A two-headed snake named Ben and Jerry has been film devouring two mice using both its mouths at the same time.

Each of the mutated serpent’s heads grabs a rodent – both of which were already dead – and has a feast.

Reptile expert Brian Barczyk filmed the creature in Michigan, US, and shared the footage on his Instagram account.

The double-headed reptile is the result of bicephaly, which occurs from the incomplete splitting of an embryo.

The snake enthusiast said: “So my two-headed snake Ben and Jerry are both eating right now.

“They don’t always eat at the same time actually, in this case both of them are eating each side.”


Ben & Jerrry enjoy their lunch in the clip

He went on to claim that 99 per cent of two headed animals do not reach their first birthday.

But Barczyk now expects the snake – named after the popular ice cream company – to live up to 25 years.

In the video, the brown and yellow animal is seen swallowing the baby mice slowly.

It only has one digestive system and some worried viewers asked if it would choke on the double serving of food.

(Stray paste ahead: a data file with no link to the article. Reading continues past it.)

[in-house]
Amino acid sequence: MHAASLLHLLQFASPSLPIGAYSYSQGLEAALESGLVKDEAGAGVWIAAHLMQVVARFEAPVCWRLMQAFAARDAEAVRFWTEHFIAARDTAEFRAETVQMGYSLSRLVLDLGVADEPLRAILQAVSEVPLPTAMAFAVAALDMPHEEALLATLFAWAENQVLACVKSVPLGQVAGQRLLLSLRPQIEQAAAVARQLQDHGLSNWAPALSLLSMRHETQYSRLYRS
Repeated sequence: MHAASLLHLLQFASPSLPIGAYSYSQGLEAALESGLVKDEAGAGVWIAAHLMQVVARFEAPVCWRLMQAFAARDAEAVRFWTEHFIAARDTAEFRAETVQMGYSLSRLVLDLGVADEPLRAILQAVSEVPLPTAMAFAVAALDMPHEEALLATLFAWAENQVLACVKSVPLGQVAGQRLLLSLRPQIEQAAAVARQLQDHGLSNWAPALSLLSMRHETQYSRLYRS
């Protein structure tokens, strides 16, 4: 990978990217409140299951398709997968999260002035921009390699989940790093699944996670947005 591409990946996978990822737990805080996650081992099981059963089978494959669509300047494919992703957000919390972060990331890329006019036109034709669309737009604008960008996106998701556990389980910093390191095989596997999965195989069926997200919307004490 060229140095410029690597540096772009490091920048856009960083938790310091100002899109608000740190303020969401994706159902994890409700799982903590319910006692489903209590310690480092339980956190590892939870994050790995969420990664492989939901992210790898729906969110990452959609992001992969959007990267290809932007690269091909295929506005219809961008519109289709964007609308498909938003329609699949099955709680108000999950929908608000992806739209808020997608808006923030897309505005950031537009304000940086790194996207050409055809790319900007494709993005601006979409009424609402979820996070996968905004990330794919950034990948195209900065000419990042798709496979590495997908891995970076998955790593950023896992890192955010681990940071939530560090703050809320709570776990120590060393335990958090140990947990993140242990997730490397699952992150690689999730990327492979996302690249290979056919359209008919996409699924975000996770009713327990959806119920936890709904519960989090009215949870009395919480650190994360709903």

They were filmed eating two mice at the same time

One commented: “If you watch his vlog he mentions one of them, Jerry I think, won’t take food unless Ben is already eating and for the most part Ben does all the eating but he tried to get Jerry involved too.”

Another wrote: “That is crazy! Can’t wait to go back and check out the place!”

A third asked: “Somebody mind explaining how does a two-headed snake come about…how does this mutation even happen?”

Brian, who also works at a reptile zoo The Reptarium in Michigan, said: “A friend produced them. It is a freak of nature and totally unexpected.


He had a big meal but the snake only has one digestive system

“It took me 1 1/2 years of begging before he sold them to me.

“We have about 10 one-of-a-kind animals [in the Reptarium] including Ben and Jerry, also a two headed turtle, and several one-of-a-kind albino and other colour mutations.”

It comes after a cat owner called the Fish and Wildlife Conservation Commission for help when her pet brought in a two-headed snake into the house.

A spokesperson from the FWCC confirmed the snake was a black racer snake, saying: “This phenomenon, termed bicephaly, is uncommon but happens during embryo development when two monozygotic twins failed to separate, leaving the heads conjoined onto a single body.”

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